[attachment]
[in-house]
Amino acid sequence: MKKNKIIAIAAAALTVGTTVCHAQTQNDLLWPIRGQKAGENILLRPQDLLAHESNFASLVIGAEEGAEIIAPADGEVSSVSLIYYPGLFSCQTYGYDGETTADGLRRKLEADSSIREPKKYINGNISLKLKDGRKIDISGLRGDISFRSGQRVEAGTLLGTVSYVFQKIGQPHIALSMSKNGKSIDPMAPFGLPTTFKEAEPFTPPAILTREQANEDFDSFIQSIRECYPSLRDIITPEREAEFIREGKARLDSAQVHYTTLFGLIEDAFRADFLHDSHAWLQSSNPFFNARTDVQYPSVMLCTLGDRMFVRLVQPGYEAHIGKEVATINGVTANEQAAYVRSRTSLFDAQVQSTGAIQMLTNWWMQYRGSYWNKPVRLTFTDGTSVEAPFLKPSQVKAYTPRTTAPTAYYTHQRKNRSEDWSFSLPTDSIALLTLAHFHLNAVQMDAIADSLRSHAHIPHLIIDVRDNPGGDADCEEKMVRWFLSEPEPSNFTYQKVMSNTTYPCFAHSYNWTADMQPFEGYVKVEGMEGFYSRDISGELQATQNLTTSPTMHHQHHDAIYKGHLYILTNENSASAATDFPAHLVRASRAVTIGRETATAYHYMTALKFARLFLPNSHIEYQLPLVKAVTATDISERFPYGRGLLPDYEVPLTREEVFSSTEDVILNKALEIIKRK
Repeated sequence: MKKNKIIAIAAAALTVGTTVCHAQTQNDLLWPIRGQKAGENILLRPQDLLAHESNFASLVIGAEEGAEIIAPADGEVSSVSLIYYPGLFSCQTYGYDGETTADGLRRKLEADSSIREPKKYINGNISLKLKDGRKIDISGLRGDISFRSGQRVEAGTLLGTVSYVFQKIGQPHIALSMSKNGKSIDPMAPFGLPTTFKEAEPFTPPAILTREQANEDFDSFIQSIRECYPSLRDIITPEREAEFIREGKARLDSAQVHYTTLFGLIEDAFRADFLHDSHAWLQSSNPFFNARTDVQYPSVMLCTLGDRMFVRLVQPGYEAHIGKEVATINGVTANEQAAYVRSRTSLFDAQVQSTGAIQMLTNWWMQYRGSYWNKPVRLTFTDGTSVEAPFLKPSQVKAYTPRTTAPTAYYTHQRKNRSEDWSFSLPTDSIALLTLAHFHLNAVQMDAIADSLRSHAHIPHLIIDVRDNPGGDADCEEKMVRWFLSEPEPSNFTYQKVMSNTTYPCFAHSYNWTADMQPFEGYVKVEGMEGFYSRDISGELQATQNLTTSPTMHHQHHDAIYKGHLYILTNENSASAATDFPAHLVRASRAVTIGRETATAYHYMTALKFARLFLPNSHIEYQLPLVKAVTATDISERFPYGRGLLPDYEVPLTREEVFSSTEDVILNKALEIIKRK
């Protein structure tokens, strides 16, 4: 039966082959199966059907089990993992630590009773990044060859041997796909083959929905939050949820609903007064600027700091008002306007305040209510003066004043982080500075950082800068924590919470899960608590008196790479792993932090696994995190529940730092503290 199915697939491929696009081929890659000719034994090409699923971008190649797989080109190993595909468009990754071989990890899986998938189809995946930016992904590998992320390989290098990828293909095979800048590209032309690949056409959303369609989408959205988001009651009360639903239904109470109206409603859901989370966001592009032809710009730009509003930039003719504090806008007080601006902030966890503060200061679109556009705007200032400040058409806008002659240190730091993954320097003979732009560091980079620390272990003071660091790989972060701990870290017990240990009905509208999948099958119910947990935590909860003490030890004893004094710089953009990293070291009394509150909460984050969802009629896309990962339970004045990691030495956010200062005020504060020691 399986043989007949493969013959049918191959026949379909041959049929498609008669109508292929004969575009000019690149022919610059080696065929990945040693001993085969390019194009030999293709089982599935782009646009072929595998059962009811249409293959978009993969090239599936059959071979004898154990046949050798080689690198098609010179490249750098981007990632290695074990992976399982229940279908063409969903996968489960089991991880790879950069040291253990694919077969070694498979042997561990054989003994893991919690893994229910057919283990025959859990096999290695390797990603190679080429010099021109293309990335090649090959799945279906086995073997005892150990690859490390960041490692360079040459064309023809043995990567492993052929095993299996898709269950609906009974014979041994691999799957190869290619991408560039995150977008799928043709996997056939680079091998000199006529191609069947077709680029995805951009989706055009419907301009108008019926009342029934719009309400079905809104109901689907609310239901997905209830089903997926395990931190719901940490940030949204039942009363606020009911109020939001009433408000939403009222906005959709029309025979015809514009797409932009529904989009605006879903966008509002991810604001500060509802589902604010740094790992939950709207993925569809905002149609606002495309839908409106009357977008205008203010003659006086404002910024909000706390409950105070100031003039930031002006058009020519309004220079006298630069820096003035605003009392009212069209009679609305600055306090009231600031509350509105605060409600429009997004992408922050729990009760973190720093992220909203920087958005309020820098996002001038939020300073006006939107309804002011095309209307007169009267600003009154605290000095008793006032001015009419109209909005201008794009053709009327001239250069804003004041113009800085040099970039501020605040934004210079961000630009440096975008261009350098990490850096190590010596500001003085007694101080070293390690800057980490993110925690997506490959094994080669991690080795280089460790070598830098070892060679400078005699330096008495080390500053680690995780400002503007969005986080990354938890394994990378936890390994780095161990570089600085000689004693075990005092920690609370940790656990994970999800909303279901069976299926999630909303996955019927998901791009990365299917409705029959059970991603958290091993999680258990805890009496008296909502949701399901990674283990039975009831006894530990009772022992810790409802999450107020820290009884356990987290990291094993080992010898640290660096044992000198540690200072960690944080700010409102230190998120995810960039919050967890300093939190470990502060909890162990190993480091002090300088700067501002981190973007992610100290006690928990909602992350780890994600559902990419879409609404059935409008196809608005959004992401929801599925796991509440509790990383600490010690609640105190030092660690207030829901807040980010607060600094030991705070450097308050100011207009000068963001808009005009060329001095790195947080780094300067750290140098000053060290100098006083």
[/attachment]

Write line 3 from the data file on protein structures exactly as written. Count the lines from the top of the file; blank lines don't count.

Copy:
Repeated sequence: MKKNKIIAIAAAALTVGTTVCHAQTQNDLLWPIRGQKAGENILLRPQDLLAHESNFASLVIGAEEGAEIIAPADGEVSSVSLIYYPGLFSCQTYGYDGETTADGLRRKLEADSSIREPKKYINGNISLKLKDGRKIDISGLRGDISFRSGQRVEAGTLLGTVSYVFQKIGQPHIALSMSKNGKSIDPMAPFGLPTTFKEAEPFTPPAILTREQANEDFDSFIQSIRECYPSLRDIITPEREAEFIREGKARLDSAQVHYTTLFGLIEDAFRADFLHDSHAWLQSSNPFFNARTDVQYPSVMLCTLGDRMFVRLVQPGYEAHIGKEVATINGVTANEQAAYVRSRTSLFDAQVQSTGAIQMLTNWWMQYRGSYWNKPVRLTFTDGTSVEAPFLKPSQVKAYTPRTTAPTAYYTHQRKNRSEDWSFSLPTDSIALLTLAHFHLNAVQMDAIADSLRSHAHIPHLIIDVRDNPGGDADCEEKMVRWFLSEPEPSNFTYQKVMSNTTYPCFAHSYNWTADMQPFEGYVKVEGMEGFYSRDISGELQATQNLTTSPTMHHQHHDAIYKGHLYILTNENSASAATDFPAHLVRASRAVTIGRETATAYHYMTALKFARLFLPNSHIEYQLPLVKAVTATDISERFPYGRGLLPDYEVPLTREEVFSSTEDVILNKALEIIKRK